Thursday, October 20, 2016

After A Sedate Start, Donald Trump Takes The Bait

The GOP nominee returns to familiar, feisty ground against Democrat Hillary Clinton


By Gerald F. Seib
The Wall Street Journal
October 20, 2016

For a while Wednesday night, at this year’s final presidential debateDonald Trump was a more sedate and persuasive candidate, the one who calmly explains his positions while avoiding verbal fisticuffs.

Then his favorite topic—building a wall to stop illegal immigration across the southern border—came up, and Democrat Hillary Clinton said Mr. Trump met Mexico’s president and failed to repeat face-to-face his demand that Mexico pay for building that wall. “He choked,” she said.

At that point, the tenor of the evening changed. If Mrs. Clinton was baiting Mr. Trump, he took the bait. He considers himself a master counterpuncher, and he began punching back.

She kept punching, on all sorts of topics. A familiar, nasty cloud descended over the conversation, and a kind of downward spiral began, until Mr. Trump said Mrs. Clinton shouldn’t even have been allowed to run. Then, stunningly, he refused to say he would honor the results of the election. “What I’m saying, I will tell you at the time,” he said. “I will keep you in suspense.” That is unprecedented and will be the answer for which this debate will be remembered.

It’s also an answer that will leave other Republicans scrambling. They already had been distancing themselves from his earlier comments that voting would be “rigged.” Casting doubt on the validity of voting is an invitation to the party’s own supporters not to bother voting, other Republicans fear, and GOP candidates up and down the ballot hope to win in November in elections that are seen as fair and valid.

In sum, for a debate that had a refreshingly substantive start, the tense and nasty exchanges that led to that moment, and the ones that followed it, took the front seat. To that extent, it felt a bit like a repeat, and one that seemed unlikely to change the shape of the race—which, if so, is to the advantage of Mrs. Clinton, the clear leader heading into the night.

Mr. Trump accused Mrs. Clinton of wanting to open the nation’s borders and having criminally destroyed 33,000 emails from her private server. She, in turn, said he would be a Russian “puppet” who has encouraged the Kremlin to hack into the email systems of her supporters to influence the outcome of the election.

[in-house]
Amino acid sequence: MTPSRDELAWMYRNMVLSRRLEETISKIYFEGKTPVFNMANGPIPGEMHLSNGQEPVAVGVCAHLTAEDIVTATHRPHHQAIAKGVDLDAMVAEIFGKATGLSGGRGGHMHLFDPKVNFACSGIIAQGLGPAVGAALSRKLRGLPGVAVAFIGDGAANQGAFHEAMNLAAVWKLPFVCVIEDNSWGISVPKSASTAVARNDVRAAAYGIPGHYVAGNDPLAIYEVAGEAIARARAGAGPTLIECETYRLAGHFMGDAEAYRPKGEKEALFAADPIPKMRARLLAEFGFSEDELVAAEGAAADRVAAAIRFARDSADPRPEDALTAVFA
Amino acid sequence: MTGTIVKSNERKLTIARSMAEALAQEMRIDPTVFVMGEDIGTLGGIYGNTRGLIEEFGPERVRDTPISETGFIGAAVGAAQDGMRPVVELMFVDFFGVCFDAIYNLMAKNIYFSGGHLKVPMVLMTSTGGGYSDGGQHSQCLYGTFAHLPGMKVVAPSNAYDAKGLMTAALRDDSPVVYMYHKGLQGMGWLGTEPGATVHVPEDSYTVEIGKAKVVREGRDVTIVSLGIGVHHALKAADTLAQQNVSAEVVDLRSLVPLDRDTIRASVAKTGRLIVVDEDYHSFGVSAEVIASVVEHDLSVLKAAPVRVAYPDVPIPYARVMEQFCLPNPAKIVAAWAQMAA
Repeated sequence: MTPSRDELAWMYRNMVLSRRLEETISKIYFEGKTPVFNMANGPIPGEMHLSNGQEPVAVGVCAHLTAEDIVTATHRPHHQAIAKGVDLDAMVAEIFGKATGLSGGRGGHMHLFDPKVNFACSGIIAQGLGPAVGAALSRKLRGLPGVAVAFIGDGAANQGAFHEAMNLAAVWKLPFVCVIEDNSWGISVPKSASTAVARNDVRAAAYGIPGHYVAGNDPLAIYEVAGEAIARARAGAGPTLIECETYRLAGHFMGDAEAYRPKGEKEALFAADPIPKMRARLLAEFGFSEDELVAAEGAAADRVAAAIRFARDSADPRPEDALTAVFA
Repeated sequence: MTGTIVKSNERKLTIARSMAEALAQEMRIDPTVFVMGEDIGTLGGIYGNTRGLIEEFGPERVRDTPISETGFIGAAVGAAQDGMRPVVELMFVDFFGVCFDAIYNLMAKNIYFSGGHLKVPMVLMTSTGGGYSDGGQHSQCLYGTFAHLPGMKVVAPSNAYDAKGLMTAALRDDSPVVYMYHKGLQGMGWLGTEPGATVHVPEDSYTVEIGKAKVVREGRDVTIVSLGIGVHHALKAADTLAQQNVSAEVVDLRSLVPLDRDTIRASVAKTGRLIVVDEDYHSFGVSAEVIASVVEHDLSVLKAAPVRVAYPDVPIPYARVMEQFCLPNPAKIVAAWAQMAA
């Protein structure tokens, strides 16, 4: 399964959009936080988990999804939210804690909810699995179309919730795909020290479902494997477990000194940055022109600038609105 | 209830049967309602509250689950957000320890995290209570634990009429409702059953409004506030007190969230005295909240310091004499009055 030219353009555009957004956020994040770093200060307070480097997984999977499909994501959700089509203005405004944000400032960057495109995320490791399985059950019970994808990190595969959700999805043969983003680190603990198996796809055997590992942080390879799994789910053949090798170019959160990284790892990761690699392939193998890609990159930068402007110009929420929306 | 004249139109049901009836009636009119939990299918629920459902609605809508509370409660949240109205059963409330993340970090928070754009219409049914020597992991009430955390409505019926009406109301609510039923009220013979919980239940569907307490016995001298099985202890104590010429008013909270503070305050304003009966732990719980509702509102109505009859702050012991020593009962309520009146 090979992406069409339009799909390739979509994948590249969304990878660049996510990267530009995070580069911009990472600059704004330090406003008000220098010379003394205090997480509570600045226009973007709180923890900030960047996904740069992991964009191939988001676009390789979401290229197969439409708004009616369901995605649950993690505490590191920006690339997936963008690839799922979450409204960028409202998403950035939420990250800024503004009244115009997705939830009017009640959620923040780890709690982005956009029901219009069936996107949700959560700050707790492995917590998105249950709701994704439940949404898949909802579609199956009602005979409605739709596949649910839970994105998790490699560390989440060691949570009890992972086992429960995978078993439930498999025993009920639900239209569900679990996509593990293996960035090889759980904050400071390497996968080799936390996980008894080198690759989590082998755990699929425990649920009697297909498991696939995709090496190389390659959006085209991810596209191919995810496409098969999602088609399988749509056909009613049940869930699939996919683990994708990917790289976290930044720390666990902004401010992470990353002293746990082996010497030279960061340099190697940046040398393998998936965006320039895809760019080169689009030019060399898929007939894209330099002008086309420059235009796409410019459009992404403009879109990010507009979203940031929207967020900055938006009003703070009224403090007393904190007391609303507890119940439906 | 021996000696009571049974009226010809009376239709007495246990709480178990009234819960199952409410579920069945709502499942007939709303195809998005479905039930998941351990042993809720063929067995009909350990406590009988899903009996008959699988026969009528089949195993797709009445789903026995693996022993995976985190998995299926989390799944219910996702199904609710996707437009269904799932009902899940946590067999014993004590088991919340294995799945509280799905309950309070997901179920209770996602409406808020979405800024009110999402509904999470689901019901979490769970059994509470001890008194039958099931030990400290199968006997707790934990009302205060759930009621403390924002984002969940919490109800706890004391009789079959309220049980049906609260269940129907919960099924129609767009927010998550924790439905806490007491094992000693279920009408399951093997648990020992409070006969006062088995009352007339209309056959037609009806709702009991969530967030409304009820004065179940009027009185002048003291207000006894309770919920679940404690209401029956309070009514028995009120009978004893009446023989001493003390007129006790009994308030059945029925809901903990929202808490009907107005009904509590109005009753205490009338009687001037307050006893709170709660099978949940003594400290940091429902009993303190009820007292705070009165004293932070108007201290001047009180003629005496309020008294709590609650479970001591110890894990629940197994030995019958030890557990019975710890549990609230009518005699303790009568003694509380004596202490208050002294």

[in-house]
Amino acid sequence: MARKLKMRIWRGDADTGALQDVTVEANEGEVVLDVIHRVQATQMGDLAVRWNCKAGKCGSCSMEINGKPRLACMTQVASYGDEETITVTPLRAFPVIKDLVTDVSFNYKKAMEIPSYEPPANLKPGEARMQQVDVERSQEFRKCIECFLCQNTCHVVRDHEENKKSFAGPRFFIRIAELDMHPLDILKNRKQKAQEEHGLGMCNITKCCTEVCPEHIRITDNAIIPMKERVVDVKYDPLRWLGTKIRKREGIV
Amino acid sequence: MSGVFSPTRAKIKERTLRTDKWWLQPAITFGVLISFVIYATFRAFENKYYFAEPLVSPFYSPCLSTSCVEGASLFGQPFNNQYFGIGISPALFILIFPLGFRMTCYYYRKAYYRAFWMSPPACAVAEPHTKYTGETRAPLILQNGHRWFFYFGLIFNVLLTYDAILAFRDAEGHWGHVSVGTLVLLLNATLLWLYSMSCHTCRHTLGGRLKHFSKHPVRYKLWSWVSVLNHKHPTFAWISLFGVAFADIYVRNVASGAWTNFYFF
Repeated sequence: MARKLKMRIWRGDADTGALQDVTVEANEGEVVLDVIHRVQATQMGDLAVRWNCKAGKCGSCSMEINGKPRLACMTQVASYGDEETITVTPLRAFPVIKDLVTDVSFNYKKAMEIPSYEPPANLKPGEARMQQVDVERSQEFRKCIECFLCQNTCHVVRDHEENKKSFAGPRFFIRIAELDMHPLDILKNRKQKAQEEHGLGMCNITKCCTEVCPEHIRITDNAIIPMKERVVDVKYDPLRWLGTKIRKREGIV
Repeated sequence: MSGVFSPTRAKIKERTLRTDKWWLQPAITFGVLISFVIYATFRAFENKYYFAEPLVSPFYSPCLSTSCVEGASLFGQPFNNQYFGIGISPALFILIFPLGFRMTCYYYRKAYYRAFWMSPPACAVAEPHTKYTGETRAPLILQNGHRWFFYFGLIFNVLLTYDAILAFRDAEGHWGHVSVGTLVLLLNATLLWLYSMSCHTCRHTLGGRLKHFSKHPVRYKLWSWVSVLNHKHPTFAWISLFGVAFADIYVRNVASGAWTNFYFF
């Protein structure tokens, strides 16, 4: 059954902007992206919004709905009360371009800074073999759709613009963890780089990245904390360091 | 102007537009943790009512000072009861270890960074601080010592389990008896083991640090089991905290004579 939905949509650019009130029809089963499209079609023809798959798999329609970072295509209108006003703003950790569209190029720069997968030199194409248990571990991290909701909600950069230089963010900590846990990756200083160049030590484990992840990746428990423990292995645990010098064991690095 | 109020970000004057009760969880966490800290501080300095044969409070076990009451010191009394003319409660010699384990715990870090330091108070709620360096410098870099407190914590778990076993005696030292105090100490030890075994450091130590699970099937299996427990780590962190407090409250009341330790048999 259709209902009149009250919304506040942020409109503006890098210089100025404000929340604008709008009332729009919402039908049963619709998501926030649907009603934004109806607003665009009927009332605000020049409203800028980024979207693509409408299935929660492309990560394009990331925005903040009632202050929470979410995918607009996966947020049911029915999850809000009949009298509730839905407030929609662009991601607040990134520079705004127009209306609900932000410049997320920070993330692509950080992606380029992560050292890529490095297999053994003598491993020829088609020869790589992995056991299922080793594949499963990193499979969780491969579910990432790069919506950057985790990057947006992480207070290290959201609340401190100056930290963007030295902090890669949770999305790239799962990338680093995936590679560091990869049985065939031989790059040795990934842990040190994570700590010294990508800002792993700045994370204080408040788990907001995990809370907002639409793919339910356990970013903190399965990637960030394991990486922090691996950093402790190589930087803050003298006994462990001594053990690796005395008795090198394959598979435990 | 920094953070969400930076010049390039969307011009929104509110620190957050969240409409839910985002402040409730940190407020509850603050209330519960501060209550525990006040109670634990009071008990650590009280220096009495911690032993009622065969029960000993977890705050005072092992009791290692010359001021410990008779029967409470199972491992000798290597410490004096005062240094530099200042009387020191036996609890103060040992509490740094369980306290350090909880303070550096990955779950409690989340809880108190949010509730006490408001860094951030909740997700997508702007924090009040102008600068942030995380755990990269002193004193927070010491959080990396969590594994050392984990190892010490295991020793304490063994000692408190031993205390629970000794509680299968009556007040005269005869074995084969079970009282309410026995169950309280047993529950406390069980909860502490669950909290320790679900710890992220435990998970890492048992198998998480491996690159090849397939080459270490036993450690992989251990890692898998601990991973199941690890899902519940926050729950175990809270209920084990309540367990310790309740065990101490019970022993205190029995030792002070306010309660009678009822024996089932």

He accused her of running a “very sleazy campaign” that hired thugs to disrupt his campaign rallies. She said he has been discovered to be a predator to women and denied it by insulting women.

She said he is unqualified to have the codes to the country’s nuclear weapons. He said she was responsible for the birth of Islamic State. She stayed on the attack, on his tax returns, on his use of immigrant labor and onward, and smiled as he responded. He grew angry and resumed interrupting her answers.

To anyone who has been listening, there was little new of substance. To the extent there was substance, both nominees appeared to be framing their arguments designed more to lock down their supporters than to expand their universe.

Mr. Trump answered initial questions, about the Supreme Court, by underscoring his support for gun rights and his desire for judges who would stand for those rights. She said she would seek justices who uphold liberal priorities including gay rights, restrictions on gun ownership and limits on campaign finance.

Similarly, on abortion, they spoke to the base of their parties, she delivering a passionate argument for abortion rights and he asserting he would be happy with a Supreme Court decision that overturns the Roe v. Wade decision establishing abortion rights, returning the issue to the states.

The two candidates entered the debate facing different but parallel strategic choices, reflecting both their relative standing in the polls and their potential paths through the remainder of the campaign.

For Mr. Trump, the question was whether to carry what amounts to his scorched-earth strategy—bash Mrs. Clinton as corrupt and dishonest and proclaim that the election and the political process is rigged—or pivot back to his populist economic message about lost jobs and bad trade deals. The latter approach might broaden out his appeal. But the former approach has ginned his base, and that along with dragging down Mrs. Clinton seem to be the primary goals of the Trump enterprise at this point.

Mrs. Clinton, by contrast, had to choose whether to duke it out with Mr. Trump on his terms, going on the attack on his personal flaws and answering his attacks in kind, or ignore that terrain and try to strike a more positive note in what was essentially her closing argument to voters.

The positive note had some appeal to Clinton advisers who would like to give wavering and uninspired voters reason to vote for her in the end. But the fear was that there also would be great danger in leaving Trump attacks unanswered. A whole series of Republican candidates tried that approach in the primary season and suffered as a result.

In the end, each tried a bit of both approaches available to them. It seems unlikely that the debate did little more than confirm the views of voters who already seem mostly locked in on their choices. Mr. Trump needed to shake up a race in which he is trailing, and Mrs. Clinton made clear she wasn’t going to sit back and allow him to find an opening to do that.


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